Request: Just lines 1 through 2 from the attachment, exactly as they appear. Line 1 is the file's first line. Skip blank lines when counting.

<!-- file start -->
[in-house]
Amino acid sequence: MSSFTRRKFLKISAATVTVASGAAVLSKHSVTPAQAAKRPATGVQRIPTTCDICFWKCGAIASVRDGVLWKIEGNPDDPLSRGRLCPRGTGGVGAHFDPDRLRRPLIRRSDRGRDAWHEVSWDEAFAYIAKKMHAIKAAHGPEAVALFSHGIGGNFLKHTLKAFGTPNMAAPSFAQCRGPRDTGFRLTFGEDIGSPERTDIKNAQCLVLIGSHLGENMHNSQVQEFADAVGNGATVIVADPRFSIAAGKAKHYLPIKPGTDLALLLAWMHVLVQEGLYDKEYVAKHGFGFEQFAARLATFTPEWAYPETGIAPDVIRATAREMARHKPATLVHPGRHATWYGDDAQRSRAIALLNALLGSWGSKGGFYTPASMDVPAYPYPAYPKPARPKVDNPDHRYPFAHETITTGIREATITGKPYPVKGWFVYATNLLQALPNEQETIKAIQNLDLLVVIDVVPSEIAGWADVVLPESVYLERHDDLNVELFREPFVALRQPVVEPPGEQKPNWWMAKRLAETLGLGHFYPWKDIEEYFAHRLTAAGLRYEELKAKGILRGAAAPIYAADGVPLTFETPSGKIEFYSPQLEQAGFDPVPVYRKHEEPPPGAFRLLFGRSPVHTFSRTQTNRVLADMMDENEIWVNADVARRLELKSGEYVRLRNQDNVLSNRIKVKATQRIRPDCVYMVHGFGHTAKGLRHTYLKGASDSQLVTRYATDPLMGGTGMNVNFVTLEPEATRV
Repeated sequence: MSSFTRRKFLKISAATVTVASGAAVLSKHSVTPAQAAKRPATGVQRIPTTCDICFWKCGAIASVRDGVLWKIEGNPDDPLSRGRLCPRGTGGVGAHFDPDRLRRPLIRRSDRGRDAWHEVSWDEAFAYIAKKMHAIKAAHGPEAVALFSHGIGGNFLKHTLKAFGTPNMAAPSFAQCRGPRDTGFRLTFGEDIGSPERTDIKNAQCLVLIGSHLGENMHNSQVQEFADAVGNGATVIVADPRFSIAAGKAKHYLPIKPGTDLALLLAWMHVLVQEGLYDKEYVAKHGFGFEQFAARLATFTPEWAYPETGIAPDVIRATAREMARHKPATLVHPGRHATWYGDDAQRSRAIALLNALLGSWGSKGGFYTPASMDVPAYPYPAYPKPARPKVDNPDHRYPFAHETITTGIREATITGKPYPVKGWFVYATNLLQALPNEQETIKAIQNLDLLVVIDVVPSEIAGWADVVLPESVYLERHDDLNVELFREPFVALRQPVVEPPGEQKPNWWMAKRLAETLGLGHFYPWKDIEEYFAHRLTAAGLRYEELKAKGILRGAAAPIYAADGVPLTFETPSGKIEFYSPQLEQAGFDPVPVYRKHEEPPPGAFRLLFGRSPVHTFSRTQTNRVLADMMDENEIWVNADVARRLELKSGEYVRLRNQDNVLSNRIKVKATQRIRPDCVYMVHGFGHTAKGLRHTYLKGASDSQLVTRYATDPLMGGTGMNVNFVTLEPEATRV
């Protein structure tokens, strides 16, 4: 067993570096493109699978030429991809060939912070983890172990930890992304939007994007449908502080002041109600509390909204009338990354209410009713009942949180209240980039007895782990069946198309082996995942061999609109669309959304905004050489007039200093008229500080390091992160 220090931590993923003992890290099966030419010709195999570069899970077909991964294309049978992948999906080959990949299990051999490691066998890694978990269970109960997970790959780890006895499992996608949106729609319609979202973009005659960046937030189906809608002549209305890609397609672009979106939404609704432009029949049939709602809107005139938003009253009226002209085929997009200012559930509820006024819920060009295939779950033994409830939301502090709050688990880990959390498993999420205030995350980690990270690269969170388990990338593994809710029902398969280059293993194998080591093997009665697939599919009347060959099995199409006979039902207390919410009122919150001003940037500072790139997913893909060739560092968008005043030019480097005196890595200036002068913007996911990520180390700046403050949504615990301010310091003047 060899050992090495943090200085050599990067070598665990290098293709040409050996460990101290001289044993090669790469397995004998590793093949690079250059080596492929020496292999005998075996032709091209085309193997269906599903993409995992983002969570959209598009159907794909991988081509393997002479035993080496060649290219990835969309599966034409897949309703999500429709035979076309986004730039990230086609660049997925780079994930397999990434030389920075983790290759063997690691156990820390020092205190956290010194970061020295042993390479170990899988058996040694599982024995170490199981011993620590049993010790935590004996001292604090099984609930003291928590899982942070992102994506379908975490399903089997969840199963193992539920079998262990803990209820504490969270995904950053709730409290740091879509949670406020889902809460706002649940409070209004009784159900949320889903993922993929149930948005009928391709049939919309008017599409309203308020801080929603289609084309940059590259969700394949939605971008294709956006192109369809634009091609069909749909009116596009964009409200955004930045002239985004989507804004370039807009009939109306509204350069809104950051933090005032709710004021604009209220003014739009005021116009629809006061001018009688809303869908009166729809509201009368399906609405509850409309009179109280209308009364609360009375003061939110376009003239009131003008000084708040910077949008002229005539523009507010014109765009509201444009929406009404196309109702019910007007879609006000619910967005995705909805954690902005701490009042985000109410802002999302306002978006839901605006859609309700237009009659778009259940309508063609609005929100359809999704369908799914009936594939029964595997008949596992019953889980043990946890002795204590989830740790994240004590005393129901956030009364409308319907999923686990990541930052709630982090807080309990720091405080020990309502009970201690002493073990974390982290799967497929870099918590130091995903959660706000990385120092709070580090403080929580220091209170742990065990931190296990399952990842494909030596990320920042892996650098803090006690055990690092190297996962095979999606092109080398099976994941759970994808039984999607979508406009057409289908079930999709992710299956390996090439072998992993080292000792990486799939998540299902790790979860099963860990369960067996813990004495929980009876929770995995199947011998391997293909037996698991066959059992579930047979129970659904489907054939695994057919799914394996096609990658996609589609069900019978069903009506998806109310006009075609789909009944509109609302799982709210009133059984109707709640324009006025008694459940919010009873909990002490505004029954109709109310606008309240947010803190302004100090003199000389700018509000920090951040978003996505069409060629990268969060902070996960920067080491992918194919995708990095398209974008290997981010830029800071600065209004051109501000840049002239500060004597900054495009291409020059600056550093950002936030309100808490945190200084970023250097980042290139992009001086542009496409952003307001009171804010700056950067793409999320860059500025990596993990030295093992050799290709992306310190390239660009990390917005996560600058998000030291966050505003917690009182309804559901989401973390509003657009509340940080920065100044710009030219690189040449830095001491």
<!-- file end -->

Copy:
[in-house]
Amino acid sequence: MSSFTRRKFLKISAATVTVASGAAVLSKHSVTPAQAAKRPATGVQRIPTTCDICFWKCGAIASVRDGVLWKIEGNPDDPLSRGRLCPRGTGGVGAHFDPDRLRRPLIRRSDRGRDAWHEVSWDEAFAYIAKKMHAIKAAHGPEAVALFSHGIGGNFLKHTLKAFGTPNMAAPSFAQCRGPRDTGFRLTFGEDIGSPERTDIKNAQCLVLIGSHLGENMHNSQVQEFADAVGNGATVIVADPRFSIAAGKAKHYLPIKPGTDLALLLAWMHVLVQEGLYDKEYVAKHGFGFEQFAARLATFTPEWAYPETGIAPDVIRATAREMARHKPATLVHPGRHATWYGDDAQRSRAIALLNALLGSWGSKGGFYTPASMDVPAYPYPAYPKPARPKVDNPDHRYPFAHETITTGIREATITGKPYPVKGWFVYATNLLQALPNEQETIKAIQNLDLLVVIDVVPSEIAGWADVVLPESVYLERHDDLNVELFREPFVALRQPVVEPPGEQKPNWWMAKRLAETLGLGHFYPWKDIEEYFAHRLTAAGLRYEELKAKGILRGAAAPIYAADGVPLTFETPSGKIEFYSPQLEQAGFDPVPVYRKHEEPPPGAFRLLFGRSPVHTFSRTQTNRVLADMMDENEIWVNADVARRLELKSGEYVRLRNQDNVLSNRIKVKATQRIRPDCVYMVHGFGHTAKGLRHTYLKGASDSQLVTRYATDPLMGGTGMNVNFVTLEPEATRV